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Jude Bellingham and what these two pictures tell us about his attitude to football

Written by on May 6, 2024

It was impossible to know what Real Madrid’s Jude Bellingham said when he approached Harry Kane as the Bayern Munich striker prepared to take a penalty in Tuesday evening’s Champions League semi-final first leg.

Whatever the precise words, it was very unlikely that Bellingham was wishing his international team-mate the best of luck, and referee Clement Turpin had to intervene to tell the midfielder to get out of the way.

Not that Kane was unduly concerned. In his initial post-match interview with TNT Sport, the game’s UK broadcaster, the England captain said he hadn’t heard what Bellingham said. It wasn’t until after the final whistle that Bellingham revealed all.

“I spoke to him after and he said: ‘I know you’re going to go left of the keeper’,” said Kane. “But it was nice for me because I saw the keeper go a little bit early and I put it away.”

It was hardly incendiary stuff, and there is unlikely to be any lasting rancour between two players who had greeted each other warmly before kick-off. Yet the contrast between the image of Bellingham whispering in Kane’s ear in an effort to gain an advantage for his club and the picture of him putting his arm around the same player moments after he had missed a crucial late penalty against France in England’s 2022 World Cup quarter-finals defeat could not have been greater.


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They also speak to two sides of Bellingham’s personality, both of which have been evident in what is his debut season in Spain. There have never been any doubts regarding strength of character – his penchant for late goals, including in both La Liga Clasicos against Barcelona, is testament to that.

While clearly enjoying the attention coming his way from his new club’s fans, Bellingham has also been praised for sharing the limelight: take, for example, his instruction for fans to applaud Fede Valverde for setting him up to score against Osasuna in October.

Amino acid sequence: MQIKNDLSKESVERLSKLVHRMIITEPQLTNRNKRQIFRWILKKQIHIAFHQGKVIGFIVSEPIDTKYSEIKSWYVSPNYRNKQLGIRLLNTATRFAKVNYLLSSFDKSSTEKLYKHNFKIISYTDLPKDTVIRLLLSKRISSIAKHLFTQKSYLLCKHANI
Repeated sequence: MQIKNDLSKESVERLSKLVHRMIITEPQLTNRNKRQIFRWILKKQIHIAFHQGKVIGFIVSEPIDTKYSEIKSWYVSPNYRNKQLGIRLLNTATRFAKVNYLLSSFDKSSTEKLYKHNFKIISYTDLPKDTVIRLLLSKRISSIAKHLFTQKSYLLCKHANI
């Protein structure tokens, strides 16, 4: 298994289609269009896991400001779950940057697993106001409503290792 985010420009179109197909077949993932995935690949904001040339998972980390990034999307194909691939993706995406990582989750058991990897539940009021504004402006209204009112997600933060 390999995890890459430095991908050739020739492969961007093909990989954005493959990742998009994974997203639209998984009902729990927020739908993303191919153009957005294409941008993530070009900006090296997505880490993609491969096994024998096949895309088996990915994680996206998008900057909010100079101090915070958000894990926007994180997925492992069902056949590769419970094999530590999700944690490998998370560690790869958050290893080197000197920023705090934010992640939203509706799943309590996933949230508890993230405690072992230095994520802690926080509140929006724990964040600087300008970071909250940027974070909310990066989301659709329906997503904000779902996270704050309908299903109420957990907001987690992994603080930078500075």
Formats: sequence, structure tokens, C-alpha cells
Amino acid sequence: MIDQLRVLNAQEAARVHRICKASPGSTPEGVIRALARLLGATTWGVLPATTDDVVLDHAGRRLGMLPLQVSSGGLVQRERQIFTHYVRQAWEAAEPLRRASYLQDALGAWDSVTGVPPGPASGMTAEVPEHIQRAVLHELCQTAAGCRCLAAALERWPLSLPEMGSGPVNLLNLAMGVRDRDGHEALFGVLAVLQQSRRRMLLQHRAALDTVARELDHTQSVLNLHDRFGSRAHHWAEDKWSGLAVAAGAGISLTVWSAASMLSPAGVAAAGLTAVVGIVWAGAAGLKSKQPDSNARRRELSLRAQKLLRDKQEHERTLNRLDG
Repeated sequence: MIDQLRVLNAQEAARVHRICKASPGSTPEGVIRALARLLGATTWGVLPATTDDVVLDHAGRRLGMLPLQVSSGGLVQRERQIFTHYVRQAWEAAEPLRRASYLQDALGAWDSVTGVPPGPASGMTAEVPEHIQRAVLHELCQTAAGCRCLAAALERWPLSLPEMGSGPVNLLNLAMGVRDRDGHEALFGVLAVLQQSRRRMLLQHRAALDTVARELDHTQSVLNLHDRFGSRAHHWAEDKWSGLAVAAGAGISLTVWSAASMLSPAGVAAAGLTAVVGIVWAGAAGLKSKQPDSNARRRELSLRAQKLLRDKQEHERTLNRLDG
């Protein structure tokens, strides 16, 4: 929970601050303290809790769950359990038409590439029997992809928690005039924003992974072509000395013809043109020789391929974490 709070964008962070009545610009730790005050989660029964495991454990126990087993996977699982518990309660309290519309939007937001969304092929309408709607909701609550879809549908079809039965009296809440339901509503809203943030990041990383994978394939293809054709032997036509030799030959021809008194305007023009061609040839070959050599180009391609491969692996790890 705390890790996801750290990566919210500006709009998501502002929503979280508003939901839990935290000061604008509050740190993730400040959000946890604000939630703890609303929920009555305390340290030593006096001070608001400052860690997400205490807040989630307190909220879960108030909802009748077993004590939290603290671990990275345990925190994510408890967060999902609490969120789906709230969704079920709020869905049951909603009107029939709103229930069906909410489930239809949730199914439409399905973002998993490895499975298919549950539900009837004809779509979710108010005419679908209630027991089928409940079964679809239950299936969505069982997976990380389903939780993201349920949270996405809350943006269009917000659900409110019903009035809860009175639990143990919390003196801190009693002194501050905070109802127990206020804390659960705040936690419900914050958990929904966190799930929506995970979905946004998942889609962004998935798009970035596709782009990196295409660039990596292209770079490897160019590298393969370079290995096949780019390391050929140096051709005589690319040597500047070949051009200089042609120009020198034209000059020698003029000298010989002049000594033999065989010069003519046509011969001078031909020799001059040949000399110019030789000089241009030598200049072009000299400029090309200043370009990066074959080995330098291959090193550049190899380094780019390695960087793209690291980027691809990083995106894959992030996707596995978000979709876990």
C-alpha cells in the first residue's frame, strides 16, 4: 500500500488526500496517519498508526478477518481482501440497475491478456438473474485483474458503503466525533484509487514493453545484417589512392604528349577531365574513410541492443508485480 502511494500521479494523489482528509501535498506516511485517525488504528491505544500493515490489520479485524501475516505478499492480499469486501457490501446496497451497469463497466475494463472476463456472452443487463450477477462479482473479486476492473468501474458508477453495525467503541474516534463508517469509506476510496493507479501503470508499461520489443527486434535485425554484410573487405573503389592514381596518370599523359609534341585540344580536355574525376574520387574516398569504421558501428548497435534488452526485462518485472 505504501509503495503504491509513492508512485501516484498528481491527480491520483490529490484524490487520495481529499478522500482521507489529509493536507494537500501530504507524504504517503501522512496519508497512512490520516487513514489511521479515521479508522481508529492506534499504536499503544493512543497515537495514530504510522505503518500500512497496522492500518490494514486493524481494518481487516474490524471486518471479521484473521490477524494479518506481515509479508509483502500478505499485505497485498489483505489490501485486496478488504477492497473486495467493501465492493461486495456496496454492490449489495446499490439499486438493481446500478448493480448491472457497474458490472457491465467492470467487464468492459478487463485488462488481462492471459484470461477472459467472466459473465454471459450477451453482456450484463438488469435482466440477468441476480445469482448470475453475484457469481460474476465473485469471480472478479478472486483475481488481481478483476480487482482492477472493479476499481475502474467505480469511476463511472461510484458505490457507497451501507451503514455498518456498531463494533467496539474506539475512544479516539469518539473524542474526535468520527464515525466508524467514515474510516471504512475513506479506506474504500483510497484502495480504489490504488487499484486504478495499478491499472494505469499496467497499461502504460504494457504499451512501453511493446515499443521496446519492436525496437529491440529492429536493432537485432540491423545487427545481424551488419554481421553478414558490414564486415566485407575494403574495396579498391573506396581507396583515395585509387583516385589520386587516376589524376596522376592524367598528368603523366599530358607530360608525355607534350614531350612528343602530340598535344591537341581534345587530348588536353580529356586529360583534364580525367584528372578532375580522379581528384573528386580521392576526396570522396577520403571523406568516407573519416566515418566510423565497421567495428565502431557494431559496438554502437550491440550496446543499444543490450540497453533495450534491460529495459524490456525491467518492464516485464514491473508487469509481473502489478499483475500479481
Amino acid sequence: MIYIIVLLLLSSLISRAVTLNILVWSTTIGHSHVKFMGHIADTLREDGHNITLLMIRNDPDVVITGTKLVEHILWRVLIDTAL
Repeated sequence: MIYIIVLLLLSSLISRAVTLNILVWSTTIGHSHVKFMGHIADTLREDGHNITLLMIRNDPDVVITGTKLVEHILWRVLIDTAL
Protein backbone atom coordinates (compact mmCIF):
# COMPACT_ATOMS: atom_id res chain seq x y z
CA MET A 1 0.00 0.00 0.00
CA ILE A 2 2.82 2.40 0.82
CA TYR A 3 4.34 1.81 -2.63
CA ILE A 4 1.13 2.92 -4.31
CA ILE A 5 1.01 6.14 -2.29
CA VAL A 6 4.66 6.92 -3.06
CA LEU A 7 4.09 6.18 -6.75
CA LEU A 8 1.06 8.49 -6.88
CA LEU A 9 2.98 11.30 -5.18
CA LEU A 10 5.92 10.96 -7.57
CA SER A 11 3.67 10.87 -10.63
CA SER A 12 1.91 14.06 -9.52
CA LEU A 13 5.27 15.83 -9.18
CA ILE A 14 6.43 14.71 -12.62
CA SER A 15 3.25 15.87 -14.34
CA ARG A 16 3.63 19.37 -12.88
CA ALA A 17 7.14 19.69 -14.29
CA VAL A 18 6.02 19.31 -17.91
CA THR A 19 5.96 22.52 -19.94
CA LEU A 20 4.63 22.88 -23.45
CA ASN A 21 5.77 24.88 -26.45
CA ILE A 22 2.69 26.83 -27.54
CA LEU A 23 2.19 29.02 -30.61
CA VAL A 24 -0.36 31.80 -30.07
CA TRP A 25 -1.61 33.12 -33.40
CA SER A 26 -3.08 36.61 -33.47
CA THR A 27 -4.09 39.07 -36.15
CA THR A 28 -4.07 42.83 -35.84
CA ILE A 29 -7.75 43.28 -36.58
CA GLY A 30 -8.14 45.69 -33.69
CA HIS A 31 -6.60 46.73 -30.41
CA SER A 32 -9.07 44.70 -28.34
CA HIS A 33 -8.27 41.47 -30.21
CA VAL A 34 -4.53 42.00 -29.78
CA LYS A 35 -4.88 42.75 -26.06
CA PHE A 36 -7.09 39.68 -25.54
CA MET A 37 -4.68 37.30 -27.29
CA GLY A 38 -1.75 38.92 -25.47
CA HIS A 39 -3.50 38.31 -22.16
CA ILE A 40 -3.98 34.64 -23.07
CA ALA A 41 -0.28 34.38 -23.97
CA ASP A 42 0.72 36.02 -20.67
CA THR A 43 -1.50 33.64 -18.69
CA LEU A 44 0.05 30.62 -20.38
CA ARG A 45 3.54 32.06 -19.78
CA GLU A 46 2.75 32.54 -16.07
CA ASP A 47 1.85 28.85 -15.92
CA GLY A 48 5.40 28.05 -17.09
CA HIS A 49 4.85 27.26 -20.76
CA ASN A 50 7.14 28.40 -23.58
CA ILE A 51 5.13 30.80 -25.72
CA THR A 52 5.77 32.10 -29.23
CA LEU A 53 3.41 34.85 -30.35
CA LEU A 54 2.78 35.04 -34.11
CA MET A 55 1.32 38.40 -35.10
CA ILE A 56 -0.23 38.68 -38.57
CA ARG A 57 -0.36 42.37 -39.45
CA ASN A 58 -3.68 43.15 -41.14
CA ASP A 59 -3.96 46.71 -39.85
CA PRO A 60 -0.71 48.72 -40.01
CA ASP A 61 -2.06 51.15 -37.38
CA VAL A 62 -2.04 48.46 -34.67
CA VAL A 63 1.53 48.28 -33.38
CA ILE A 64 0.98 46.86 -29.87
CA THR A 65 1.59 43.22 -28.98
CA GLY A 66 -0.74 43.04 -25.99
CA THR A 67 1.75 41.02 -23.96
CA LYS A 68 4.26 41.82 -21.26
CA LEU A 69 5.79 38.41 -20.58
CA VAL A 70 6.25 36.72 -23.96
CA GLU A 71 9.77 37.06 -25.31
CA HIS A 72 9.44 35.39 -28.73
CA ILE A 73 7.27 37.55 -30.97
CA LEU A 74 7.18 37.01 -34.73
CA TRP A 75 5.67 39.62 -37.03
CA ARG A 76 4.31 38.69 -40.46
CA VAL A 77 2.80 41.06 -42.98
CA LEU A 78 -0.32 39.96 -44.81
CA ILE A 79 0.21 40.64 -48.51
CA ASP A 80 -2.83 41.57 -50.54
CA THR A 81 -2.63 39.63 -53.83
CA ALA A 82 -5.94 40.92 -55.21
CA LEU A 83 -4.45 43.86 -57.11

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He also provided a very unselfish assist for striker Joselu the following month, subsequently explaining that he wanted to help out a team-mate who had been going through a rough spell in front of goal.

This looked like exceptional emotional intelligence and personal maturity, and helped make Bellingham phenomenally popular with Madrid players and supporters alike.

His gesture to Kane following that World Cup quarter-final penalty was significant, too. Bellingham – then aged just 19 – was the only member of the England side to console their captain after he failed to equalise in the 84th minute of what ended as a 2-1 loss, and it spoke to a maturity beyond his years.


Jude Bellingham consoles Harry Kane (Richard Heathcote/Getty Images)

The flipside to all this, however, is that Bellingham can also come close to the line – or even cross it – when things are not going so well either for him personally or for his team.

That was already signalled during his time at previous club Borussia Dortmund, when Bellingham was known to feel that some team-mates did not reach his own high standards — especially when they threw away a great chance to win the German title in May last year.

Bellingham’s patience with Spanish referees also wore thin quite quickly. He felt he was not receiving enough protection as defenders used any methods they could to limit his influence on games.